The Norman Transcript

June 12, 2014

Norman, Moore sales tax revenues continue upward trend at fiscal-year end

By Joy Hampton
The Norman Transcript

NORMAN — While Norman and Moore sales tax receipts are up again this month, Purcell is lagging, a likely link to the bridge closure.

Fiscal Year 2014 ends June 30; this is the final sales tax receipts for the fiscal year.

With the June 9 deposit from the Oklahoma Tax Commission, cumulative receipts for the soon-to-end fiscal year are tracking above budget in most area municipalities.

“That’s a very positive indication of a healthy economy,” Norman Finance Director Anthony Francisco said. “This is the highest growth rate we’ve had since the recession of 2008.”

Norman’s total deposit for June was $5,330,018. After deducting $761,430 for the Public Safety Sales Tax fund, Norman is up 7.39 percent over receipts from the same time period in 2013.

Unlike its neighbors, Purcell saw a decrease of more than 9 percent from last year’s tax revenue for the same time period. Purcell city leaders had feared the closure of the Lexington-Purcell bridge would have an adverse affect on sales tax. The 2014 June receipts for Purcell were $339,858, compared to $375,024 in 2013.

Year-to-date, Norman is tracking 5.72 percent above FY 2013. Francisco and his staff had budgeted for 4.25 percent growth, so this is good news for Norman.

Use tax, which represents mostly construction, was slightly down for the month. Total use tax receipts for June were $193,851 compared to last year’s $203,156. Year-to-date, use tax is up, with $2,508,472 for FY 2014 versus $2,398,141 last year.

It’s still too early to tell how the city will fare overall for other major general fund revenues.

“For franchise fees, it’s been all over the map,” Francisco said.

A mild summer last year meant franchise fees from utility companies were down, but a cold winter resulted in higher franchise fees from gas companies. Other franchise payments such as telecom companies are not in yet.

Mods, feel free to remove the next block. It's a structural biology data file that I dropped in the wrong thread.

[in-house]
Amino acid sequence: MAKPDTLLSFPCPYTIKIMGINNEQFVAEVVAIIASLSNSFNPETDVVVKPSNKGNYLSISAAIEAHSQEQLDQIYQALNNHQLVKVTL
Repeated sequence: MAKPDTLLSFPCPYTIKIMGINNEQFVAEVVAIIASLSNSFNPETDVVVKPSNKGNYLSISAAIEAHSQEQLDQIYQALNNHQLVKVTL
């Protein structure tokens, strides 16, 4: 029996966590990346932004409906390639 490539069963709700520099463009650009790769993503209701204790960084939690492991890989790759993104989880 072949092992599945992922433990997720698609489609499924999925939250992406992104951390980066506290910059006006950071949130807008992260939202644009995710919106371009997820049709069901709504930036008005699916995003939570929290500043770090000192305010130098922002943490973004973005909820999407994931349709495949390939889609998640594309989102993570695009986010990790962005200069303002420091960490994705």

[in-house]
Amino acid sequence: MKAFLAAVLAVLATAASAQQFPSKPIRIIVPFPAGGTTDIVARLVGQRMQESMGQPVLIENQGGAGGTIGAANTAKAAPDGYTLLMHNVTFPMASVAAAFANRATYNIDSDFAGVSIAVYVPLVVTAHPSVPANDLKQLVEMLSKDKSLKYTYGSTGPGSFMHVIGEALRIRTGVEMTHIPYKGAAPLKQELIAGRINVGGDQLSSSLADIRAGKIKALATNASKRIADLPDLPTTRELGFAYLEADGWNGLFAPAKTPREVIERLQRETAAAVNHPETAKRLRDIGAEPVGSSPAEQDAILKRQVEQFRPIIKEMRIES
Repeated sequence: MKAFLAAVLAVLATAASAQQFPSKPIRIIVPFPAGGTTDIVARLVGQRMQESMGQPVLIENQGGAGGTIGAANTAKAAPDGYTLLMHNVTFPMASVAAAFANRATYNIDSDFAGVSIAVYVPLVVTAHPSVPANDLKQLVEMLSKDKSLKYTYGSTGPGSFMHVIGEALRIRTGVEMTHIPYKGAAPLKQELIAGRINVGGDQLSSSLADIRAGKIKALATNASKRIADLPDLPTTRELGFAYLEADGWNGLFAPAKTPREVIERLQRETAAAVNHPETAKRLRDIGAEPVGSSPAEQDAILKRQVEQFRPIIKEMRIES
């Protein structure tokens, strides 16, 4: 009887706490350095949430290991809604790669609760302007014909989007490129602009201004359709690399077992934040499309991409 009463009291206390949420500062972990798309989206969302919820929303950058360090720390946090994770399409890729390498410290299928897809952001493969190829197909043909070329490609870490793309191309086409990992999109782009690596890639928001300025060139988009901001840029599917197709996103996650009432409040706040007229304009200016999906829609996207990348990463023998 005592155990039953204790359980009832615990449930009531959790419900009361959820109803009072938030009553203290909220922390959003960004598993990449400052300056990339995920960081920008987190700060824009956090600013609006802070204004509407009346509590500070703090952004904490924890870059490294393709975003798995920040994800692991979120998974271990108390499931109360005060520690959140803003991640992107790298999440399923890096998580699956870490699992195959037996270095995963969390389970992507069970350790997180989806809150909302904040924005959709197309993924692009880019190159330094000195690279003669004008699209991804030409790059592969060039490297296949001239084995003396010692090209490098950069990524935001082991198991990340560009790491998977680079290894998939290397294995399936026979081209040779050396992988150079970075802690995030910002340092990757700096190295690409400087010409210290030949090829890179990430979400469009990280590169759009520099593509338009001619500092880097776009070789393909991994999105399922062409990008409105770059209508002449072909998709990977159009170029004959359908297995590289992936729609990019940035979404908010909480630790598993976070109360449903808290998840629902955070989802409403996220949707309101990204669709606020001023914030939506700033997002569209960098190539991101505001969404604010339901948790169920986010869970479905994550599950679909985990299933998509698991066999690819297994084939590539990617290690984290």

Moore also experienced strong growth in sales tax. Moore received $2,598,084 in June compared to $2,314,903 for the same period last year.

“It was a very good month,” Moore Finance Director Jim Corbett said. “For the month, it was an increase of 12.2 percent. And for the year, it was up 8.2 percent.”

Use tax was down slightly this year, with receipts of $64,453 compared to $70,747 last June. That wasn’t enough to dampen the overall general fund revenue.

“We finished very strong for the fiscal year,” Corbett said.

All of Moore’s general fund revenues at this time are tracking well.

“We are right at our budgeted amount,” Corbett said. “We budgeted $32.2 million in general fund revenues. As of today, we have exceeded the budgeted revenues for the year and there are two weeks left in the year.”

Enterprise funds will be more challenging for Moore — the utility fund covering water, sewer and garbage lost hundreds of customers following the May 20, 2013, EF-5 tornado.

Though Moore has several wells it also relies on water from Oklahoma City under contract for a set usage.

“We buy more than half of our water from Oklahoma City,” Corbett said.

Moore lost utility customers, including homes and big water users like the hospital, the 7-Eleven and the bowling alley, as well as the strip mall at 19th Street and Santa Fe Avenue.

“That fund is way behind. At the moment, it is $3.4 million below the budget. There’s been significant loss of revenues there,” Corbett said. “We’ll make up some of those revenues by the end of the year, but there’s a sizable loss.”

Sales tax receipts for Cleveland County for June were $666,809. Use tax receipts of $26,907 had dropped a little from last year. 2013 receipts for Cleveland County were $602,816 and $30,193, respectively.

Other municipalities in the county and surrounding areas also saw an uptick in sales tax, including:

· Noble — $153,985 compared to $113,087 last year

· Lexington — $36,839 compared to $29,980 last year

· Slaughterville — $11,084 compared to $8,221 last year

· Newcastle — $461,567 compared to $424,658 last year

· Blanchard — $180,645 compared to $153,943 last year

· Goldsby — $112,278 compared to $87,170 last year

· Washington — $13,193 compared to $8,355 last year

Joy Hampton

366-3544

jhampton@

normantranscript.com

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